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DVD. Fabulous Films

The Secret World of Alex Mack Season OneAlex Mack (Larisa Oleynik) is a thirteen year old girl living in the Californian town of Paradise Valley, who has had a really bad first day at Junior High, and things get a lot worse when a truck transporting experimental chemicals from the local chemical plant crashes and tips the toxic fluid all over her. Before you can say ‘Stan Lee Superhero Origin Cliché’, she finds herself with incredible, if somewhat random superpowers – she can turn into a puddle of water, control electricity and make objects move with her mind. Her best friend Raymond (Darris Love) and genius older sister Annie (Meredith Bishop) convince her that she needs to keep this a secret from everyone else – probably a good idea, as it turns out that the sinister heads of the chemical plant, who have been carrying out illegal experiments, are determined to capture and experiment on the unknown kid they know was dosed with the chemical.

That’s the set-up for this entertaining kids show from 1994, and the ensuing thirteen episodes deal with Alex trying to keep her powers secret – while finding plenty of excuses to use them – as she deals with regular thirteen year old problems – school, friends and family.

I don’t remember this show from the first time around, but it’s very much along the lines of Sabrina the Teenage Witch from the same period. It’s kid-friendly – obviously aimed at a 10–13 age group – without being condescendingly dumb – modern British kids TV could learn a thing or two from watching these shows. Generally light-hearted, it nonetheless has a decent level of drama to the stories, and while the tales often contain a moral lesson (no one benefits from being a bad person for long) it’s rarely hammered home. And while aimed at kids, I have to say that having seen these shows for the first time as a world-weary, cynical adult, I found them to be an entirely unpainful viewing experience – this is a show that you really could sit down and watch as a family.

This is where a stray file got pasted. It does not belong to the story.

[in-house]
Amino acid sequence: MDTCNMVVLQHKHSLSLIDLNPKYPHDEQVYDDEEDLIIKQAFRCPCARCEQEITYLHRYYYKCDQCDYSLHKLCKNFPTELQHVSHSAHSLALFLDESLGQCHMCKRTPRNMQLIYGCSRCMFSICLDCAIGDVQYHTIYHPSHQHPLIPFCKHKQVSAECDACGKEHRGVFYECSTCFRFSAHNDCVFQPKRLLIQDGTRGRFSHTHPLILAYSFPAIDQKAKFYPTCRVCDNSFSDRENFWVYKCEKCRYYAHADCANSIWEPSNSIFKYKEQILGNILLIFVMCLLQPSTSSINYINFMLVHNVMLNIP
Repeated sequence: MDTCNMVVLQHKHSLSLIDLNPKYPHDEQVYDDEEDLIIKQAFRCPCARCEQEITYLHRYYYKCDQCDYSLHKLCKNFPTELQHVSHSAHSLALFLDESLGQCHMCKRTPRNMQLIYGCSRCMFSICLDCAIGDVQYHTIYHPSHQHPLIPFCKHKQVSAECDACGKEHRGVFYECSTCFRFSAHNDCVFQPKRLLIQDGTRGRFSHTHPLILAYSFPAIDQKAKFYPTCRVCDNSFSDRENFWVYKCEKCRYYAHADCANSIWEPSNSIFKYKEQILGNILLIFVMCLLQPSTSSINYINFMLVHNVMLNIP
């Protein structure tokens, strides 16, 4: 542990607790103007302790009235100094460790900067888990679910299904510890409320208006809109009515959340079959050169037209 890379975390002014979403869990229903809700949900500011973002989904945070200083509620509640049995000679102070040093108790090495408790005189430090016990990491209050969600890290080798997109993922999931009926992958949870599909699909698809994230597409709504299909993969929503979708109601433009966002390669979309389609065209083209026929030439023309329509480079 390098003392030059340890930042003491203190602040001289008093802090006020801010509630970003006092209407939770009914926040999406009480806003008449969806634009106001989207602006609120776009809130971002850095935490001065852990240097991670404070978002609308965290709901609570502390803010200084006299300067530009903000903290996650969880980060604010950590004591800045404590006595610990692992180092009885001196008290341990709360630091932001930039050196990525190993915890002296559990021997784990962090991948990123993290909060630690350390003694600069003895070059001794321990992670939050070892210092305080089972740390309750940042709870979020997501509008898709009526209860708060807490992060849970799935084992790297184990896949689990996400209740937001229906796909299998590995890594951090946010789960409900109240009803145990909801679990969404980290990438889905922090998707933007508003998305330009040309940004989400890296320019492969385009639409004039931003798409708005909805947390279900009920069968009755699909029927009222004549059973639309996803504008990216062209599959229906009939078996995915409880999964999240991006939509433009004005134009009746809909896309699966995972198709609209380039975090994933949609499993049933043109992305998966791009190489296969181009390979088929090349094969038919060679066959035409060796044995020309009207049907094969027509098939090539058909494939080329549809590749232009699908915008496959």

The kids (including a young Jessica Alba as Alex’s school nemesis for a few early episodes) all give remarkably polished performances – they seem entirely natural and believable, even if the situations they find themselves in stretch credibility. The adults in the show are more prone to one-dimensionality, but given that they are generally parents (seen through the eyes of a teen) or cartoonishly sinister villains, that’s probably fair enough.

The SEcret World of Alex Mack Season OneIf you enjoyed this as a youngster, you might find that this new release fills you with a glow of nostalgia – and if you have kids – especially girls - of the target age, this is great viewing – a few Nineties fashions aside, it really hasn’t dated (what kid wouldn't like to have superpowers or an exciting secret?), and is a lot more fun than you would expect it to be.

Postscript: As you may be aware, the BBFC have shown that even in their centenary year, they are capable of howlingly laughable decisions by rating this release 15 for UK release. Their reasons:

"One episode in this TV series contains a scene in which a child character hides inside a tumble drier, The presentation of this behaviour is comic and no negative consequences are shown which would warn young viewers of the potential dangers of hiding in such appliances. While fatal incidents of children trapped in washing machines or fridges are rare, there remains sufficient cause for serious concern. The distributor indicated that they would be happy to accept a higher certificate rather than cutting the episode. The TV series is rather dated and would not have much appeal to a young audience when compared to current children's TV programmes. In addition, as the work was being targeted at an adult 'nostalgia' market, children would not be the 'natural' audience. The BBFC decided - given the work's history, the company's willingness to accept a higher certificate and that the work was not being aimed at children - to pass it '15' without cuts."

This is a nonsense. Aside from the fact that these shows have been broadcast around the world (including the UK) by Nikelodeon and other channels for almost twenty years resulting in literally zeroes of drier accidents attributed to the show; ignoring the insulting idea that kids are so dumb that they will automatically imitate one brief scene from a whole series of shows; and despite the fact that kid’s films and TV shows frequently show characters behaving in ways that could be dangerous if imitated – the suggestion that this incident is without consequence is a lie. In the episode (Annie Bails), Alex hides in the drier while in liquid form (something beyond the capability of most viewers I suspect), is shown to be in danger and subsequently loses control of her powers as a result of contact with fabric freshener. Given that everything that happens later is a result of this action, the episode would be uncuttable, and so to gain a lower certificate, would need to be dropped entirely. Applause to Fabulous for taking the higher rating. But seriously – if you have under fifteens who would enjoy this show, treat the BBFC rating with the contempt it deserves, even if you feel you have to sit your kids down afterwards to have a chat about tumble drier safety.





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